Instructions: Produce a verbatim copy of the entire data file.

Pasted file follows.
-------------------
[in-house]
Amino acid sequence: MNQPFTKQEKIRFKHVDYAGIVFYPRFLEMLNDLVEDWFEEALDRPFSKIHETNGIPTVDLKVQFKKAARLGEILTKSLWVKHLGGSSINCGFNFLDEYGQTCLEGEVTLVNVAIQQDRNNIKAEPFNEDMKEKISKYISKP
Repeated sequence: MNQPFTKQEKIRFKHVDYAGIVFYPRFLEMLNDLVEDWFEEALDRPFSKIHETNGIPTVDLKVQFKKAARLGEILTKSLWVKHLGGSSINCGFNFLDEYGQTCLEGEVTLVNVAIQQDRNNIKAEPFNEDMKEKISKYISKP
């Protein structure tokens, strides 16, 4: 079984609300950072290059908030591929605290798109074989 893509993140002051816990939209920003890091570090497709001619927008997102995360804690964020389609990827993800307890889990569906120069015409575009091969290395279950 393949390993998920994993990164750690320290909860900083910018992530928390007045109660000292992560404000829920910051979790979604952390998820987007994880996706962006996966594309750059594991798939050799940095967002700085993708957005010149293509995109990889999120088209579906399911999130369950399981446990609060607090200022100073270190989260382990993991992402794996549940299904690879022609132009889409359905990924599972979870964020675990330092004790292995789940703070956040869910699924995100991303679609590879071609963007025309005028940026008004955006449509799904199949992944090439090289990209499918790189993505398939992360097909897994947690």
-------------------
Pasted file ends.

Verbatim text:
[in-house]
Amino acid sequence: MNQPFTKQEKIRFKHVDYAGIVFYPRFLEMLNDLVEDWFEEALDRPFSKIHETNGIPTVDLKVQFKKAARLGEILTKSLWVKHLGGSSINCGFNFLDEYGQTCLEGEVTLVNVAIQQDRNNIKAEPFNEDMKEKISKYISKP
Repeated sequence: MNQPFTKQEKIRFKHVDYAGIVFYPRFLEMLNDLVEDWFEEALDRPFSKIHETNGIPTVDLKVQFKKAARLGEILTKSLWVKHLGGSSINCGFNFLDEYGQTCLEGEVTLVNVAIQQDRNNIKAEPFNEDMKEKISKYISKP
């Protein structure tokens, strides 16, 4: 079984609300950072290059908030591929605290798109074989 893509993140002051816990939209920003890091570090497709001619927008997102995360804690964020389609990827993800307890889990569906120069015409575009091969290395279950 393949390993998920994993990164750690320290909860900083910018992530928390007045109660000292992560404000829920910051979790979604952390998820987007994880996706962006996966594309750059594991798939050799940095967002700085993708957005010149293509995109990889999120088209579906399911999130369950399981446990609060607090200022100073270190989260382990993991992402794996549940299904690879022609132009889409359905990924599972979870964020675990330092004790292995789940703070956040869910699924995100991303679609590879071609963007025309005028940026008004955006449509799904199949992944090439090289990209499918790189993505398939992360097909897994947690």